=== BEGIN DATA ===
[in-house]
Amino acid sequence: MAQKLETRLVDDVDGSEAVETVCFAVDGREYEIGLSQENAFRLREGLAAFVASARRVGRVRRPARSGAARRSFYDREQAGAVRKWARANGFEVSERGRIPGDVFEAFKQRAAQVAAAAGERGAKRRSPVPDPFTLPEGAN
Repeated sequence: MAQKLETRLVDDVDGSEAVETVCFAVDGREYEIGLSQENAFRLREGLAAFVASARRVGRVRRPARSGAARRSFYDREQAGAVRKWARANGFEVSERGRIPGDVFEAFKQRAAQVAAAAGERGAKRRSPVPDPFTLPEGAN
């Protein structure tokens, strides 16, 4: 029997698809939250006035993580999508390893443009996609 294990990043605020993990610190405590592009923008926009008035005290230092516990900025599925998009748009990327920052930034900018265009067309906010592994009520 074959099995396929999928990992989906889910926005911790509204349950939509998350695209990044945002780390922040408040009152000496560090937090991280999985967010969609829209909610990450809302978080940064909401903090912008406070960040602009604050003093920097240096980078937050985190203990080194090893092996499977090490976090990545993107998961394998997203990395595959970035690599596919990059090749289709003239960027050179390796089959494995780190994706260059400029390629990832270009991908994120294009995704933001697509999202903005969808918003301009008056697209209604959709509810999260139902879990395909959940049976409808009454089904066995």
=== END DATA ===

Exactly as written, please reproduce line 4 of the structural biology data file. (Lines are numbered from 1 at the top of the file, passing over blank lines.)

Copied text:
């Protein structure tokens, strides 16, 4: 029997698809939250006035993580999508390893443009996609 294990990043605020993990610190405590592009923008926009008035005290230092516990900025599925998009748009990327920052930034900018265009067309906010592994009520 074959099995396929999928990992989906889910926005911790509204349950939509998350695209990044945002780390922040408040009152000496560090937090991280999985967010969609829209909610990450809302978080940064909401903090912008406070960040602009604050003093920097240096980078937050985190203990080194090893092996499977090490976090990545993107998961394998997203990395595959970035690599596919990059090749289709003239960027050179390796089959494995780190994706260059400029390629990832270009991908994120294009995704933001697509999202903005969808918003301009008056697209209604959709509810999260139902879990395909959940049976409808009454089904066995």